Diving into the Cloud
Join Thousands Of Other Technical Founders, Innovators, And Marketing Leaders And Get The Latest Growth Insights.
Before the Cloud
Large capital outlays to begin a digital transformation have historically been a barrier for small and medium sized businesses to compete with larger corporations. The cost of servers, data center space, and skilled personnel to configure and manage hardware alone can be enough of an expense to pull the plug on a project before it even begins. Software services like Google Docs, Microsoft 365, and SteadyHOPS help reduce costs and make the implementation of basic business processes such as data privacy compliance, feasible for these organizations. Providing automation, management, and collaboration capabilities to more complex business processes like was still largely out of reach due to up front costs before the emergence of the Cloud. Even if the cost barrier was overcome, geographical constraints could limit the availability of offerings. Applications running out of a data center in Florida aren’t going to be very responsive to users in China, and companies wanting to provide application services to geographically distributed employees or customers would have to produce even more capital outlays to stand up data centers close enough to their user base. The software industry has come a long way, and with a combination of agile software development frameworks and cloud services, small and medium sized businesses now have a much more clear cut path to providing software services that function with geographically distributed customers or employees.
Agile, Quick and Dirty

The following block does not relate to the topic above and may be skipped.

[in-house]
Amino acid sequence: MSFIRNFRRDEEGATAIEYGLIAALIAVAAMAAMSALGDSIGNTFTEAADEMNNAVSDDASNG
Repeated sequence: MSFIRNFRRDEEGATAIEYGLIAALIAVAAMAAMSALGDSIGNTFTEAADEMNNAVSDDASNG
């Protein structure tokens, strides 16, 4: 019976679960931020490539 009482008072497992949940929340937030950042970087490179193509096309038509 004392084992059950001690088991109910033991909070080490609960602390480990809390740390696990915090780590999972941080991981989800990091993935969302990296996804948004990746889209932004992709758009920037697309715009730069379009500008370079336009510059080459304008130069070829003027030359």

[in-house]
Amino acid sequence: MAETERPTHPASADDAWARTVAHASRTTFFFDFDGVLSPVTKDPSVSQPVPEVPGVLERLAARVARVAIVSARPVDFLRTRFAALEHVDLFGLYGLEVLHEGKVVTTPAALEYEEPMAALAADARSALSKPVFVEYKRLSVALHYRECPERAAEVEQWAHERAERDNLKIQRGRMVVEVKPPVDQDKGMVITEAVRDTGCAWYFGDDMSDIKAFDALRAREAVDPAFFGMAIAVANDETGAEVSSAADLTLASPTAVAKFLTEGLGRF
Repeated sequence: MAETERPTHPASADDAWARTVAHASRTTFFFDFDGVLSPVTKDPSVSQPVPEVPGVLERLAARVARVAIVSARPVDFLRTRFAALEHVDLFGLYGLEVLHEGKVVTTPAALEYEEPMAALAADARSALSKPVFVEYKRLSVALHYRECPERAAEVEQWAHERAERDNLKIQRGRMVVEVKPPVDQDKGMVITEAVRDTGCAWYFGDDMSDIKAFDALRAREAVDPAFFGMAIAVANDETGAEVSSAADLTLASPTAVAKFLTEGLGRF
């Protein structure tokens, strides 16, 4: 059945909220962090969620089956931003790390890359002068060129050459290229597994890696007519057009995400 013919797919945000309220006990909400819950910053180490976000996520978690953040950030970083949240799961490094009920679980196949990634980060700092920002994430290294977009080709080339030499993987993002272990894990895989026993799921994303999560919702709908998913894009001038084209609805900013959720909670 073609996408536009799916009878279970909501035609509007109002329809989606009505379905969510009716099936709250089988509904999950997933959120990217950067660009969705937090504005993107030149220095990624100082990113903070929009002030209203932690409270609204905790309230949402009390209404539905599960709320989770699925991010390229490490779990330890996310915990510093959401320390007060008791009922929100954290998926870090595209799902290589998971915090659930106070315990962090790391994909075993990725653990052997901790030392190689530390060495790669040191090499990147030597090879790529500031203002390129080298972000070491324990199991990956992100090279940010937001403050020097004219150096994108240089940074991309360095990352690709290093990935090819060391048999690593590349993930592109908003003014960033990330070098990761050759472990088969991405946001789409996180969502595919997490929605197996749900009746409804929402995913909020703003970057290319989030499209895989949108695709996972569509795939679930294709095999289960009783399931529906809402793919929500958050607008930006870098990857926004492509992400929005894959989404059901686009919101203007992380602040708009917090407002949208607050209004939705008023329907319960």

Before we dive into the Cloud, a quick and dirty overview of how Agile enables these digital transformations can help set the stage. Before Agile there was the Waterfall approach to project management and systems development. This is just a fancy way of saying that the entire project was planned out in advance before work was begun. After the project plan was complete, technical resources would begin designing and building out the system, trying to meet the guesstimated deadline set in the project plan. If the project was estimated poorly, which it often was, and the plug had to be pulled due to cost or time overruns, there may not have even been enough progress on building the system to have anything to show for all the efforts. On top of the inherent risks, and long timelines, it was feast or famine from a resource utilization perspective. Business analysts would have more work than they could handle during the project planning, while technical resources were under utilized. Conversely, during the building of the system, technical resources would be overloaded while the business analysts were under utilized. The client or other stakeholder awaiting the project completion would also not see a delivered piece of software for 6+ months. The main reason this was the de facto way of managing a software project for so long was because of how software updates were published. Most software used to be developed as a desktop application. Once upon a time you installed software from a physical media device such as a CD or a floppy disk instead of downloading it online like we do now. The software would connect to the internet periodically and download a small update for itself. End users didn’t want to be bothered with having to install a software update for their desktop applications all the time, so companies would try to release updates once or twice a year, which synergized well with the waterfall approach.